In November 2008, I leaped from my seat in my third-floor one-room bedroom apartment in Long Beach, California when Barack Obama was named the next president of the United States.

I whooped and hollered out my window, pausing only briefly to wonder why people of color–the majority, by far, in my neighborhood–were silent. Why was I, the lone white woman in my building, shouting exuberantly about the election of a person of color to the highest office in the United States when everyone else in my neighborhood was silent?

The United States was poised for change. I wasn’t sure exactly what change, but I knew it was gonna be great. I mean, just listen to the man talk!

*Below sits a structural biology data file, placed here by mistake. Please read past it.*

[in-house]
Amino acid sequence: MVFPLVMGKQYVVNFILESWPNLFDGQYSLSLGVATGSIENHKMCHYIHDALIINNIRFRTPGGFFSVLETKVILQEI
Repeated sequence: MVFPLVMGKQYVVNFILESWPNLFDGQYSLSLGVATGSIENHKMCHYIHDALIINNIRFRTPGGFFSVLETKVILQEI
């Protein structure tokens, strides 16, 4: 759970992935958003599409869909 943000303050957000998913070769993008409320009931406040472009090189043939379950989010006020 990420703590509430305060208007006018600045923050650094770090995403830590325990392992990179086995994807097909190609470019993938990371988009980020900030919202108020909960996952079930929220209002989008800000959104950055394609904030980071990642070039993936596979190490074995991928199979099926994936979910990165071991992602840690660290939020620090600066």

And if not great? Obama couldn’t be worse than George W. Bush.

It’d take the opposite of a miracle to be worse than Dubya.

In November 2012, I was a rare Democrat amongst Republicans at my office.

While the Republicans around me assured each other it was a good day to be a Republican, I marveled how disconnected they appeared to be from polls not aired on Fox News.

I wasn’t thrilled to be voting for Obama, whose presidency hadn’t brought any change so notable I celebrated it on election day, but I knew Democrats were The Good Guys. Obama was a Democrat. I was voting for Obama. Therefore, I was a Good Guy. Maybe the good guys weren’t great that year, but hey. It was better than being a Republican Bad Guy. Read more…

Dinosaurs, bomb bracelets, and safety pins

Categories: Friends, Love, Safety Tags: , , ,

Is this who I want to be?

July 30, 2016 Comments off